at the center of the M87 galaxy,
as seen in radio, visible and X-ray wavelengths
by the ALMA telescope array and NASA’s Hubble
and Chandra space telescopes, respectively.
(Image credit: The EHT Multi-wavelength Science Working Group;
the EHT Collaboration; ALMA (ESO/NAOJ/NRAO);
the EVN; the EAVN Collaboration; VLBA (NRAO);
the GMVA; the Hubble Space Telescope; the Neil Gehrels Swift Observatory;
the Chandra X-ray Observatory; the Nuclear Spectroscopic Telescope Array;
the Fermi-LAT Collaboration; the H.E.S.S collaboration;
the MAGIC collaboration; the VERITAS collaboration;
at the 1st
black hole ever photographed.
M87's monster black hole
continue to roll in...
Two years ago, astronomers with the Event Horizon Telescope (EHT) project unveiled imagery of that black hole, which lies 55 million light-years from Earth and is as massive as 6.5 billion suns. Those photos were historic - the first direct views of a black hole that humanity had ever captured.
In the spring of 2017, as the EHT team was gathering some of the data that would result in the epic imagery, nearly 20 other powerful telescopes on the ground and in space were studying the M87 black hole as well.
A new study describes this huge and powerful data set, which contains observations across a wide range of wavelengths gathered by,
...as well as a number of other scopes.
That behavior includes the launching of jets, or beams of radiation and fast-moving particles rocketing outward from M87's black hole.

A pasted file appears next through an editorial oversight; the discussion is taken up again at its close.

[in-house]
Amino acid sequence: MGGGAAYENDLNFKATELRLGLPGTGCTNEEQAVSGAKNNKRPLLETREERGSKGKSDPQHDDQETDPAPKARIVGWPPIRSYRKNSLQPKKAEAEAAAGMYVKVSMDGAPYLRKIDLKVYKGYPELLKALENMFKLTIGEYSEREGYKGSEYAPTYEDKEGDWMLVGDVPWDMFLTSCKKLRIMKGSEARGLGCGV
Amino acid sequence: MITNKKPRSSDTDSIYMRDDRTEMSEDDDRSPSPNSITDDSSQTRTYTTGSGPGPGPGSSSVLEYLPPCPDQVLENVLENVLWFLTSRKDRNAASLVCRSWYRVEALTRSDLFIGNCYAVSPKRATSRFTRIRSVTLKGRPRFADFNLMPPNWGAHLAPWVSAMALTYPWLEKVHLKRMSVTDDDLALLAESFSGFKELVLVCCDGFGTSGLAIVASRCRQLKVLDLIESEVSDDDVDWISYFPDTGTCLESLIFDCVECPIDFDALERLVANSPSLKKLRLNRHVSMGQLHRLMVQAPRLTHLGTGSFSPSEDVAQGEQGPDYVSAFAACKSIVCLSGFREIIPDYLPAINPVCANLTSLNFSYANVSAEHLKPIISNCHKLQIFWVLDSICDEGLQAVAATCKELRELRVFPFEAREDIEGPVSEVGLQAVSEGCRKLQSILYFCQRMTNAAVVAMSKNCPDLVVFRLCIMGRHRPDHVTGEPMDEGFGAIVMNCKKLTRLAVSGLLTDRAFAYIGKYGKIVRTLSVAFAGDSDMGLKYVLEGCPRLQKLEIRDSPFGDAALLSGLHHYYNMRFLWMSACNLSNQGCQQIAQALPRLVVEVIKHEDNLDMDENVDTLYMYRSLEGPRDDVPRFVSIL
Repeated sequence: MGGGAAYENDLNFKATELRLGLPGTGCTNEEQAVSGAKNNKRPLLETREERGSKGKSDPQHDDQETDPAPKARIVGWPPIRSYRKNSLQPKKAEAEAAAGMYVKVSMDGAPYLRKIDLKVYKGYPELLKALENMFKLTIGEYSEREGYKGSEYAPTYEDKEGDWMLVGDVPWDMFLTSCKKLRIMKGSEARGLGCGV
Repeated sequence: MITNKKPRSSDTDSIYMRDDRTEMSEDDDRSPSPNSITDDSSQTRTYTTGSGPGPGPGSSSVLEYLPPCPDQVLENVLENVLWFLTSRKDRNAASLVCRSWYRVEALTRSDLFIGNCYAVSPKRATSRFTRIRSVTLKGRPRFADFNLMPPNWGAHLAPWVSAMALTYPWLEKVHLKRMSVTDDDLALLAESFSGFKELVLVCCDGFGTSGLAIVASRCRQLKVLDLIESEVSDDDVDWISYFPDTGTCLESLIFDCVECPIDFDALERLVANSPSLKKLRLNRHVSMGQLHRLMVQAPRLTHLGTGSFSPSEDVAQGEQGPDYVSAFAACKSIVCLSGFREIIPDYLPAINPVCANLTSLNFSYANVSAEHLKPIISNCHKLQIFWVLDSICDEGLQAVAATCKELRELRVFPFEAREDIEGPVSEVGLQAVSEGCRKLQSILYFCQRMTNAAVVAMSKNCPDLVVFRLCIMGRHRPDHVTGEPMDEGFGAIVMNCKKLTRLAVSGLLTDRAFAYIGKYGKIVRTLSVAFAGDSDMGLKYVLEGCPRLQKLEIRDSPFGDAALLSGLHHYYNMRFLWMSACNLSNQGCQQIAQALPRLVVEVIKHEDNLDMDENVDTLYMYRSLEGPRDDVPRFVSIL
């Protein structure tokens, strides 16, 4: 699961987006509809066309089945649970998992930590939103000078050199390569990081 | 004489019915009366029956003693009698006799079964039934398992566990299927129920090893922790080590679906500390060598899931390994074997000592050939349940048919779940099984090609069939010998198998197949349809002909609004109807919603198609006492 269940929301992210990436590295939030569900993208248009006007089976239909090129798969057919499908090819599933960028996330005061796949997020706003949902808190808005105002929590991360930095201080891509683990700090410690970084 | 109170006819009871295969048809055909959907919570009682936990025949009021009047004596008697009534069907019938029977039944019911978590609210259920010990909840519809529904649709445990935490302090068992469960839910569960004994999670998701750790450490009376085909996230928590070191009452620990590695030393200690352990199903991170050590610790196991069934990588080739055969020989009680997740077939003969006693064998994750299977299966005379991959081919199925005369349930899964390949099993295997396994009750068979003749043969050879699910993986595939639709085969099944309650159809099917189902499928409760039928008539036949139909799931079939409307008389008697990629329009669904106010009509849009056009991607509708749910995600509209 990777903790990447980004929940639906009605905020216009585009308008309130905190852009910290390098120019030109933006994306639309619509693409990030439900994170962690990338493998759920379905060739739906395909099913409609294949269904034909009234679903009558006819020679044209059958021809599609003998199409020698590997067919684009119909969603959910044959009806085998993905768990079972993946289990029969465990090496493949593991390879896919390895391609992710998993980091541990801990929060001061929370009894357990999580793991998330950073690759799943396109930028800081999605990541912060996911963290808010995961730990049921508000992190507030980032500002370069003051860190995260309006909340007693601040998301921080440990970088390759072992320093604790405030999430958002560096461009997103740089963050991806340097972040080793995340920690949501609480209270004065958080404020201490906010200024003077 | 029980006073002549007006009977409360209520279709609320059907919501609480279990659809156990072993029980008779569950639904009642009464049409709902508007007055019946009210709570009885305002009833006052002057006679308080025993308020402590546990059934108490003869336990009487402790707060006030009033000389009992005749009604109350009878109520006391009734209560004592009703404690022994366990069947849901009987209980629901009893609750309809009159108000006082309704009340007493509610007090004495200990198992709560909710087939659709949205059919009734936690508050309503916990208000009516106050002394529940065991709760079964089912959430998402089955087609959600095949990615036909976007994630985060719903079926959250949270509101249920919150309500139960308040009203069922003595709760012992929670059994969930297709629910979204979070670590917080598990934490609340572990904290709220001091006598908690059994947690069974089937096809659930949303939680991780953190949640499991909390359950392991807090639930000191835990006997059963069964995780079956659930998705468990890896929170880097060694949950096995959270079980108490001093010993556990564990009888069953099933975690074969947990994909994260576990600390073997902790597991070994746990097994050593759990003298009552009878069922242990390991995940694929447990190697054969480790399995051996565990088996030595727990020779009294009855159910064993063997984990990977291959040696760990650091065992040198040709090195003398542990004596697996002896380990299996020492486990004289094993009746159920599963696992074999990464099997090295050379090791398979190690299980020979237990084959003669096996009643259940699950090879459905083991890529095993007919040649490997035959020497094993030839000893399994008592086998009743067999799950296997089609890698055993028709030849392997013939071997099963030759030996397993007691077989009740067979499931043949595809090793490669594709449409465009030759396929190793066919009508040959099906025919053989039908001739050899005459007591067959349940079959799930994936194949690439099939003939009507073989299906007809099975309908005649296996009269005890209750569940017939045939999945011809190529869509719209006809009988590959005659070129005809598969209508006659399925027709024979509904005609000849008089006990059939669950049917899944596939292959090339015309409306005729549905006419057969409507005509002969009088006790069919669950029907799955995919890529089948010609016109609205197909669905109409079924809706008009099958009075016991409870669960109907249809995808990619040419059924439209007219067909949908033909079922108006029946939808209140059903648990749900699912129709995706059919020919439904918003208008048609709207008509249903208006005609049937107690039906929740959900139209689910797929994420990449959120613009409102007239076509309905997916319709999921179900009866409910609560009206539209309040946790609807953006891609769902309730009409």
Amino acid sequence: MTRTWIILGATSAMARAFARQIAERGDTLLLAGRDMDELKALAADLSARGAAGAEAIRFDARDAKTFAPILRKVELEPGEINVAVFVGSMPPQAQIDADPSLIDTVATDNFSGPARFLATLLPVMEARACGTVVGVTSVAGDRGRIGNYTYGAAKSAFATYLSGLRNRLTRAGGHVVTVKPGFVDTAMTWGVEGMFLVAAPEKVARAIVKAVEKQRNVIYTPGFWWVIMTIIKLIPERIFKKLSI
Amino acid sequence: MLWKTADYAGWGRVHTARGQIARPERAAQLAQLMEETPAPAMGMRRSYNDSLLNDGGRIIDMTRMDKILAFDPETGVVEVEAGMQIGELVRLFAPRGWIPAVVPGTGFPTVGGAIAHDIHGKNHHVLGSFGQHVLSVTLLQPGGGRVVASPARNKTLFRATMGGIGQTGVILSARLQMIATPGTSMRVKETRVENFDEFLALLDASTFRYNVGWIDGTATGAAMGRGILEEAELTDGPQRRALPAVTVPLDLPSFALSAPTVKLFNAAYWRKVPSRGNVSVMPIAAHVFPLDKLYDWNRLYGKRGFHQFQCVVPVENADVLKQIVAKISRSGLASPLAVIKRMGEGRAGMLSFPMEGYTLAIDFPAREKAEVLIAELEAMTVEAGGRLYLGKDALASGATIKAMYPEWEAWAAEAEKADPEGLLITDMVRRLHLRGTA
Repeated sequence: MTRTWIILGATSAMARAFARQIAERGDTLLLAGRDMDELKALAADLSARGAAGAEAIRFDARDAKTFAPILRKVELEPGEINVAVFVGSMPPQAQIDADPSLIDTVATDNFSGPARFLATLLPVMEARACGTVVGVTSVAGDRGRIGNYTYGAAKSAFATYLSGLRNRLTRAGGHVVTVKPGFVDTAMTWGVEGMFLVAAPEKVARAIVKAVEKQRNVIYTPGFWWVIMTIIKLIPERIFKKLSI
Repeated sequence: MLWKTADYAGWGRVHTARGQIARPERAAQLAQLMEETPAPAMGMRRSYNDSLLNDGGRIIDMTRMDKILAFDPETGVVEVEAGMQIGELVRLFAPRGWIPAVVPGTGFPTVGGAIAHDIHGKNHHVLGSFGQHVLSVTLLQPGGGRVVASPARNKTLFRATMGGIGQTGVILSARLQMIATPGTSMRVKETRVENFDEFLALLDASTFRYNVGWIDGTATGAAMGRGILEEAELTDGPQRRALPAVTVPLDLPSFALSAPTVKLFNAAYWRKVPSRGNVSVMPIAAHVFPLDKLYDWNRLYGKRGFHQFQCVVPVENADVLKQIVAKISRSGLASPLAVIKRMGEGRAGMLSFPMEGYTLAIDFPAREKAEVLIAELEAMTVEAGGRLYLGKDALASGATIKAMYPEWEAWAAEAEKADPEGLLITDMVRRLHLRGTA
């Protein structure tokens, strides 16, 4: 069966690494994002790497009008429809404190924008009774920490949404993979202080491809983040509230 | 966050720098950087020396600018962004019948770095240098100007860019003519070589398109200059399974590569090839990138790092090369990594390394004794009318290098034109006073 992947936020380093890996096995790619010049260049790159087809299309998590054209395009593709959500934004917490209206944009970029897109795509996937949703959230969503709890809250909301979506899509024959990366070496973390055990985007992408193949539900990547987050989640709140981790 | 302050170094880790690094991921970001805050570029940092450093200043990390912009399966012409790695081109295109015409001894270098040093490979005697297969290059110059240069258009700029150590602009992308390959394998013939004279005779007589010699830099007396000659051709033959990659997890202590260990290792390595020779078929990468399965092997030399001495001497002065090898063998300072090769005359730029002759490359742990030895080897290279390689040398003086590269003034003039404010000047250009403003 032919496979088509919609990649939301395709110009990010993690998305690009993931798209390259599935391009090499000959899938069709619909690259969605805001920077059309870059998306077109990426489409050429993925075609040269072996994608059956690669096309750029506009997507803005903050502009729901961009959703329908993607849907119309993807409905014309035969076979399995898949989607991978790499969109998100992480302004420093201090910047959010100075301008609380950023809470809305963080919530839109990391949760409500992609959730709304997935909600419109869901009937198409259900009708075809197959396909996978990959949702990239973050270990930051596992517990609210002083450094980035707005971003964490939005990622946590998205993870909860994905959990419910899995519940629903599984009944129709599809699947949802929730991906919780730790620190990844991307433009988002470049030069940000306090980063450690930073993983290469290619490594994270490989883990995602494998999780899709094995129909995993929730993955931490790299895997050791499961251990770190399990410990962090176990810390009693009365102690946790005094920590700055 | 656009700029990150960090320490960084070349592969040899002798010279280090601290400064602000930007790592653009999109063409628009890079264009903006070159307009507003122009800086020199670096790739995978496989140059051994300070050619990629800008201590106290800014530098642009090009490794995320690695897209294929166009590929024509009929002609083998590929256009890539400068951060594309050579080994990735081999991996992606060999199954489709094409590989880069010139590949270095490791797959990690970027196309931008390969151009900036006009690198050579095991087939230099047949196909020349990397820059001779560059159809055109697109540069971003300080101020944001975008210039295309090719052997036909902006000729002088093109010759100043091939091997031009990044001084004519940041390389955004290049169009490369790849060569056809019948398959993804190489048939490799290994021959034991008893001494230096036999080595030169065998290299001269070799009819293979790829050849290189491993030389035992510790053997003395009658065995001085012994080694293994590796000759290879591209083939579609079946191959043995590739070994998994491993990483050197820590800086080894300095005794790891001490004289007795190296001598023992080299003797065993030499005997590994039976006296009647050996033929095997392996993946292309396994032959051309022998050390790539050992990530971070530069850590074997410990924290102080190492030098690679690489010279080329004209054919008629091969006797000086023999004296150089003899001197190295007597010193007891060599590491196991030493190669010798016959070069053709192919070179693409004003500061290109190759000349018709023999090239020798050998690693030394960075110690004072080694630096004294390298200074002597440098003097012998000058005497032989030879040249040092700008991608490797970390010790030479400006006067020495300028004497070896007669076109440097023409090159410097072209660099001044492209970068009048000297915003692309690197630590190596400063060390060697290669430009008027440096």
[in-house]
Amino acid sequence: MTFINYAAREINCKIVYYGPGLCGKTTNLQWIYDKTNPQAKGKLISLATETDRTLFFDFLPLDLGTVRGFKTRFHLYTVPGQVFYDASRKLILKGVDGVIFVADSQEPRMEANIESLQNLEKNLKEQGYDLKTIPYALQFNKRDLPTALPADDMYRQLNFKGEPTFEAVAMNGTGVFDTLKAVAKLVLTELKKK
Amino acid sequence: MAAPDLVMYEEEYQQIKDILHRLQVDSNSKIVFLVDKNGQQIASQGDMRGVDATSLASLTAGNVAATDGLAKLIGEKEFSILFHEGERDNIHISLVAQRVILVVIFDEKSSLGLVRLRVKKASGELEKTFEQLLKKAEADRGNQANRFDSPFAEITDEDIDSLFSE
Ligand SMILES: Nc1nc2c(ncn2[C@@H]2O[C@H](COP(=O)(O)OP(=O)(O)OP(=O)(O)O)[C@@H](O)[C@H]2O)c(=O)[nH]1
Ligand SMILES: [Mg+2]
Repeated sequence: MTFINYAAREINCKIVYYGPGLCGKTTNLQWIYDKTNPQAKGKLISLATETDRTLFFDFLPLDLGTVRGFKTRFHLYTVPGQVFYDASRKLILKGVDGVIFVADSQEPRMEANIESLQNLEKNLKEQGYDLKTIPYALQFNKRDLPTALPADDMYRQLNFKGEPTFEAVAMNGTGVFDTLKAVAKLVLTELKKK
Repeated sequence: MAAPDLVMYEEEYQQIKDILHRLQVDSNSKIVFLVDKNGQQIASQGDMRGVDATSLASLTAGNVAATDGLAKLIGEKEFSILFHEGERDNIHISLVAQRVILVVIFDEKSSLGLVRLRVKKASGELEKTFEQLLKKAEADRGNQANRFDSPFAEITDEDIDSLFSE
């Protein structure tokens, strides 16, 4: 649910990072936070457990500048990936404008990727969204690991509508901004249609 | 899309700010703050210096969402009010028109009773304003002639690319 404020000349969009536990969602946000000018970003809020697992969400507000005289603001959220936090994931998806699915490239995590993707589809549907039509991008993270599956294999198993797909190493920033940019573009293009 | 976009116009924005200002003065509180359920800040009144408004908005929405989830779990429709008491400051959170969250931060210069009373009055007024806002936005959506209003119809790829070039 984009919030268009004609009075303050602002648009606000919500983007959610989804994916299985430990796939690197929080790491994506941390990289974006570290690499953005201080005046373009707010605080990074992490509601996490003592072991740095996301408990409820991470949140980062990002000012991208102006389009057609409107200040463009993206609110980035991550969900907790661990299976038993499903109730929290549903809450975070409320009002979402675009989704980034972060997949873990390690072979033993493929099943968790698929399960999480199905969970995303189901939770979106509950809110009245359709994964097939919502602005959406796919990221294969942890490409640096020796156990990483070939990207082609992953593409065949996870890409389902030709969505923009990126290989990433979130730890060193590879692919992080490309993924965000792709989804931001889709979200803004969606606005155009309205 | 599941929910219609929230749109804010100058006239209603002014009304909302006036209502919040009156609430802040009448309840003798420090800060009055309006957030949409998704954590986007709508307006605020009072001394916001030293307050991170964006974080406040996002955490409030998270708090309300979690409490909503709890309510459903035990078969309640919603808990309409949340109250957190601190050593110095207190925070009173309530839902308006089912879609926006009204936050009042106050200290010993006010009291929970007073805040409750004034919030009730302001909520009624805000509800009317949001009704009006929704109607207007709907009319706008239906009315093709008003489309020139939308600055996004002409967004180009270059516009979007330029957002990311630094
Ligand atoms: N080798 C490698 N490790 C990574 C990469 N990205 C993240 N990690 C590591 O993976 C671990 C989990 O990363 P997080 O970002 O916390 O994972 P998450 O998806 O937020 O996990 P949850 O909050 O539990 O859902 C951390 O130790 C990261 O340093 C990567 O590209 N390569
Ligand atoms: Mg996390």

Astronomers think such jets are the source of the highest-energy cosmic rays, particles that zoom through the universe at nearly the speed of light.
The new data set gathers the results of the most intensive simultaneous observing campaign ever undertaken on a black hole with jets, study team members said.
So, plumbing it could yield key insights into jet dynamics and the origins of cosmic rays, among other things.
M87's core in a variety of wavelengths.
(Image credit: same as above photo)
The EHT, which links radio telescopes around the world to form a virtual instrument the size of Earth itself, is scheduled to begin observing the M87 black hole again this week after a two-year hiatus.
The project gathers data only during a short window in the Northern Hemisphere spring each year, when the weather tends to be good at its various observing sites.
Technical issues scuttled the 2019 campaign, and last year's was called off because of the coronavirus 'pandemic'...
As in previous years, the new EHT campaign will also include observations of the supermassive black hole at the heart of our own Milky Way galaxy, a 4.3-million-solar-mass object known as Sagittarius A*.
The new data could be even more revealing, because the EHT recently added three big scopes to its network:
The new study (Broadband Multi-wavelength Properties of M87 during the 2017 Event Horizon Telescope Campaign), which gathers the work of 760 scientists and engineers from nearly 200 institutions across the globe, was published online Wednesday (April 14) in The Astrophysical Journal Letters.